Lumbar Supports Don’t Prevent Back Pain

Many clients who come to me with back pain ask about lumbar supports; do they have the right one? Should they use it or not? Science Daily cites studies reporting that lumbar supports don’t actually help those with back pain.

I agree. And here’s why…

Back pain is a result of chronically contracted back muscles.

Your back doesn’t need “support” to “fix” your pain; it needs those chronically contracted muscles to be addressed! Every time we are called to action (the phone rings, our children call us for help, running to catch the train, checking our email, standing at our job) our back muscles contract to enable us to move forward and “get the job done.” This is called the Landau Response. Thomas Hanna called it the Green Light Reflex.

The Landau Response is a primitive brain stem reflex hardwired into our nervous system that instantly contracts our back muscles in walking, running, reaching, bending, etc. However, when that reflex is triggered hundreds of times a day it can become habituated and cause the back to arch like a bow while the shoulders tighten back and the neck straightens. It can contribute to sciatica, hip, shoulder, neck and joint pain. It’s a useful reflex, but we don’t want to get stuck in it. When muscles tighten even when we are at rest, this is called Sensory Motor Amnesia (SMA). The photo at left shows what an habituated Green Light Reflex looks like.

When we use a lumbar support, our lower back is actually back-support-pillow-for-chair1being encouraged to STAY arched, as in the photo on the right. Perhaps this is why the studies cited in the Science Daily article found that lumbar supports didn’t actually relieve people’s back pain.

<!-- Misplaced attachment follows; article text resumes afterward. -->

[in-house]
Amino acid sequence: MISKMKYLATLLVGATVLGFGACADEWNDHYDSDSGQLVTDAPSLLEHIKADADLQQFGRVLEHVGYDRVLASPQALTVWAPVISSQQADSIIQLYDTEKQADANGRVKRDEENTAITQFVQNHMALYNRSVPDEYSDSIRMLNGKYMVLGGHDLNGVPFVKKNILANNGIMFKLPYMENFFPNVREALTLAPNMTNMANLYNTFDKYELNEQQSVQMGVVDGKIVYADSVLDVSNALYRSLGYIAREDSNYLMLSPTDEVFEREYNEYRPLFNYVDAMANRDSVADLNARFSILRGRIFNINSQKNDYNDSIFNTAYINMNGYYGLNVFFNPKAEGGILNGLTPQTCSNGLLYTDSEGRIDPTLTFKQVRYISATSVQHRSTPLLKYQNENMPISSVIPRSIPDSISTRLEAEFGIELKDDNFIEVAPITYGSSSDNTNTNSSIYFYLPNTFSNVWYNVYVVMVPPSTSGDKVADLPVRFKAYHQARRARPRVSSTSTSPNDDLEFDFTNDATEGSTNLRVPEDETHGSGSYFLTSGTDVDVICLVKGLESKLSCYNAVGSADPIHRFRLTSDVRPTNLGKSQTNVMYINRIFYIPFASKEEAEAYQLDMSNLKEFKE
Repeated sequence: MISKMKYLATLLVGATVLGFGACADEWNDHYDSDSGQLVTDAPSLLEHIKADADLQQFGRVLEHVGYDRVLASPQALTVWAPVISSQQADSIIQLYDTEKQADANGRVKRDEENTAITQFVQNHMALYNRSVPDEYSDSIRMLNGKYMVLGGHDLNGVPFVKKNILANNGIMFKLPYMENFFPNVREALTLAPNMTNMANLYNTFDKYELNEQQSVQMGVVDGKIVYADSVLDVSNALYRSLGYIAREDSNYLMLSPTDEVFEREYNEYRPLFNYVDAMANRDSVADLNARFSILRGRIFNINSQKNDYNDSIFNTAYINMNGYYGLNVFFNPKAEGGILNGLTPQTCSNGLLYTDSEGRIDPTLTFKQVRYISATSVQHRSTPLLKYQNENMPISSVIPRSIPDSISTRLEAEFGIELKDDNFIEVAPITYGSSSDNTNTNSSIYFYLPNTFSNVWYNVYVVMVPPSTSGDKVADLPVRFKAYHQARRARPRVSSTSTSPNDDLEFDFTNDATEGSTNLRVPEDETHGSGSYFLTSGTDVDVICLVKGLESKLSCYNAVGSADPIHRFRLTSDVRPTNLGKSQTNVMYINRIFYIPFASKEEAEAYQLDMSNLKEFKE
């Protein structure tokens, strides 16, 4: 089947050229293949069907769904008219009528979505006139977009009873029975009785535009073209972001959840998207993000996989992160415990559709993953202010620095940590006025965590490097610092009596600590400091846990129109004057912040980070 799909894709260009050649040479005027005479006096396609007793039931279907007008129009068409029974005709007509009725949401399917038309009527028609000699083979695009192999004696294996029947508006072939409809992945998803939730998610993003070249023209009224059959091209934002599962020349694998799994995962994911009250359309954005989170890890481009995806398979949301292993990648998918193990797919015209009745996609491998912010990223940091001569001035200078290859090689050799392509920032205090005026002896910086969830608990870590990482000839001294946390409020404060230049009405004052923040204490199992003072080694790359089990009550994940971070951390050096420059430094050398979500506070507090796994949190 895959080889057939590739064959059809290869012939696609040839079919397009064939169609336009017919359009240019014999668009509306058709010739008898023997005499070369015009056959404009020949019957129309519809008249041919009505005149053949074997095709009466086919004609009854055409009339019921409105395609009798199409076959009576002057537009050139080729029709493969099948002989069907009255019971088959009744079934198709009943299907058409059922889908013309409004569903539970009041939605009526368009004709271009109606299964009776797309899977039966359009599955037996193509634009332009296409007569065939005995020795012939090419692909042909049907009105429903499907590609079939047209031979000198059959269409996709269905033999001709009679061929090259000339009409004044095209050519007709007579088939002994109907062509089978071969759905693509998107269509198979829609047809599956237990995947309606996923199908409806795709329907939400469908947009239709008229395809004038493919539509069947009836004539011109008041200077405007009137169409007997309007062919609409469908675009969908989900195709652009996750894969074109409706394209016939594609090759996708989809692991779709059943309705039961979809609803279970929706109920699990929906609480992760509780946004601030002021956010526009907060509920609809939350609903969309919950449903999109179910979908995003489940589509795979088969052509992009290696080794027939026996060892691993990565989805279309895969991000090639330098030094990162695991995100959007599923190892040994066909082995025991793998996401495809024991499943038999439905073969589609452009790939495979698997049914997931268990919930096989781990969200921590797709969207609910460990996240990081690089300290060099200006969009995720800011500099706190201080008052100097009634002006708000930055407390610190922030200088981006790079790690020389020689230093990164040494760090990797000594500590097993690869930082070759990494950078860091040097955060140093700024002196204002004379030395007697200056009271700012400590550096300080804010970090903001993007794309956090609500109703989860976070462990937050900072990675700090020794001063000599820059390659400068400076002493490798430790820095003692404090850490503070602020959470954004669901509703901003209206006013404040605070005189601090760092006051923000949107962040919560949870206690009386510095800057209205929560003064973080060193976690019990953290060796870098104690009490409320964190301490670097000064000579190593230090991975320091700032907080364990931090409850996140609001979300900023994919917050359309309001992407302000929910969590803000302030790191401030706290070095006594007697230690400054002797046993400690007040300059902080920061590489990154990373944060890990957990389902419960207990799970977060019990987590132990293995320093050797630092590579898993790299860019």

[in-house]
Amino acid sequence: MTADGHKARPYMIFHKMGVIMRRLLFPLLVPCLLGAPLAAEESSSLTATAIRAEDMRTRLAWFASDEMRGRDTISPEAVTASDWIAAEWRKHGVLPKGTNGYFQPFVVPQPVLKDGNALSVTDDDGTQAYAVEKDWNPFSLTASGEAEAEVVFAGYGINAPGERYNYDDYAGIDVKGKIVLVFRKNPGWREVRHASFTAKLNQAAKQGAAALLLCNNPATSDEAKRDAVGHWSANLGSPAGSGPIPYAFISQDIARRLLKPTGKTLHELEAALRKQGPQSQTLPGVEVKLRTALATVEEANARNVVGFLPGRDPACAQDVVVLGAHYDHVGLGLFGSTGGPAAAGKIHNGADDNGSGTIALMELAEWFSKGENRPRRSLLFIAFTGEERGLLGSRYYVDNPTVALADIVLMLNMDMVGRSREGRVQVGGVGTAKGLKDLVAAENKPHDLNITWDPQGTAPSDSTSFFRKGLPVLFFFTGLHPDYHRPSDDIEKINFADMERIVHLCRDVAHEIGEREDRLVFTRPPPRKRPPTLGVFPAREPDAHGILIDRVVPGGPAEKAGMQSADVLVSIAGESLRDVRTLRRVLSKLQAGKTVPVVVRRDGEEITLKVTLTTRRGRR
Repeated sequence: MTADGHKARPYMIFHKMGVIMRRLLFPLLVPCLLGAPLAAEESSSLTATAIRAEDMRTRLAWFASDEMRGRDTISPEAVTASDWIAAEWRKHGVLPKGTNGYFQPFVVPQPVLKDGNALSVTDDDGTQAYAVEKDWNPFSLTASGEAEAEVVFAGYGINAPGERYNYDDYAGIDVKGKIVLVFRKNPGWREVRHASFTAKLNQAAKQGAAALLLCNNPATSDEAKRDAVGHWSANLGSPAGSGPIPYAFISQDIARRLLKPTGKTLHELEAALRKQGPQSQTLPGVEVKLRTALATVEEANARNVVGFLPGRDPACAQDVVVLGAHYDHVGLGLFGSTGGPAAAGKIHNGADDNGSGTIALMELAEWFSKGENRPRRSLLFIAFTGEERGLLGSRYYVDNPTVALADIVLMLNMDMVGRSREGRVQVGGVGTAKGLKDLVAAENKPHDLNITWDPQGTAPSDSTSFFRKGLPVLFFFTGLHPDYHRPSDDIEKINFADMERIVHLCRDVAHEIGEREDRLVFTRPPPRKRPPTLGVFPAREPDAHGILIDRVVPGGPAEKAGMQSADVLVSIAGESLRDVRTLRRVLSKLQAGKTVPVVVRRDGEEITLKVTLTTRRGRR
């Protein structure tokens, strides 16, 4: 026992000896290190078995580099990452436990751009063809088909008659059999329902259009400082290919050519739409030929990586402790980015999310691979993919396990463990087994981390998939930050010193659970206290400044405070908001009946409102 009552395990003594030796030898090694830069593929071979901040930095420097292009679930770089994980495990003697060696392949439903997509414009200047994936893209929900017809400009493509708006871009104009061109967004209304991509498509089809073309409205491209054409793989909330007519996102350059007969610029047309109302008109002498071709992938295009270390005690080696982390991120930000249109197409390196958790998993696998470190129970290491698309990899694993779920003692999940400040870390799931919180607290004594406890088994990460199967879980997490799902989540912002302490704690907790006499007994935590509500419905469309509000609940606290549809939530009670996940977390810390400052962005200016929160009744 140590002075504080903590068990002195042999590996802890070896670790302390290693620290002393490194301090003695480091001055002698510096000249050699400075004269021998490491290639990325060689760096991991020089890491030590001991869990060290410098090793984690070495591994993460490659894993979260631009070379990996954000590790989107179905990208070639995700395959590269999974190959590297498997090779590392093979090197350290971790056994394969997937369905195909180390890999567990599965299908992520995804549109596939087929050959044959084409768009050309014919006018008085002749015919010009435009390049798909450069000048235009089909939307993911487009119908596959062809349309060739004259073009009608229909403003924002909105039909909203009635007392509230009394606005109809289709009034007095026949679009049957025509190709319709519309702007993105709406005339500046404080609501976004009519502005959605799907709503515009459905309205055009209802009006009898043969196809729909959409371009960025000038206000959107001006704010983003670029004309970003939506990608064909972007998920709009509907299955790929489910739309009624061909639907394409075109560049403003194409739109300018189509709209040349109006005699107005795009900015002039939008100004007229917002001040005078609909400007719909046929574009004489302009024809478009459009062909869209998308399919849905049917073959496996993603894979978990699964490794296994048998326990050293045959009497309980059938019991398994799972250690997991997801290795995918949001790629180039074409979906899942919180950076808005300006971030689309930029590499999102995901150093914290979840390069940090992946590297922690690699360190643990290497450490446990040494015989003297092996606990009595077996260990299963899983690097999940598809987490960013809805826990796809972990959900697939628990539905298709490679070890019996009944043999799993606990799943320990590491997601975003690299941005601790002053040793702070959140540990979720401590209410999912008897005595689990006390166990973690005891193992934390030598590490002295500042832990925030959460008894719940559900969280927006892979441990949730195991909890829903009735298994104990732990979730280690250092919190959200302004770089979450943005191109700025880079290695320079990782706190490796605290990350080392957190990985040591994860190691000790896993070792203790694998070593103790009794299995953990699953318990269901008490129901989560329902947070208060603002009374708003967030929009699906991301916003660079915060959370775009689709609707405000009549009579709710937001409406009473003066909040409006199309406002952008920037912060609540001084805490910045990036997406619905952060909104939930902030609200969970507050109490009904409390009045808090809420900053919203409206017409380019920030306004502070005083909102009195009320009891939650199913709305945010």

Back pain comes from contracted muscles, therefore it is important to learn to RELAX those muscles through gentle Somatic Movements. Then you can learn to sit balanced and straight, rather than with a supported curve. Try this easy seated movement in order to improve your sitting. You can save yourself some money (and pain) by not having to buy that lumbar support.

2 thoughts on “Lumbar Supports Don’t Prevent Back Pain

  1. Martha I was desperate I ran a job that was so stressful it was like my whole body locked up especially my hips lower back and ham strings. I tried some of lawrence golds standing ham string pandiculations and my body was not taking to it. I tried your simplified version. It was like my hamstrings dropped to the floor . I couldn’t believe it. Thank the lord I found your stuff. But here is something I noticed. It’s just a guess . Could it be that more simplepandiculations are easier for your brain to react to. Maybe just maybe that your so focused on a 15 step pandiculation That you can’t center your focus on it. Is simple better? Just a thought.

    • Sometimes it’s a personal thing. I find that the fewer “moving parts” in a pandiculation, the better. Address the pattern involved in the hamstrings (tight back and abdominals often translates to tight hamstrings) and see how it feels.

      I would also highly recommend, if you haven’t already, beginning at the beginning with the most basic Somatic Exerices: arch and flatten, back lift, cross lateral arch and curl….all of these should come before trying to release the hamstrings. You may find that you don’t have tight hamstrings anymore once you address the real problem: involuntary tightness (Sensory Motor Amnesia) in the center of the body!

      You can purchase any of my DVDs directly from my website and learn those exercises.

      Thanks for your comment!
      Best to you,

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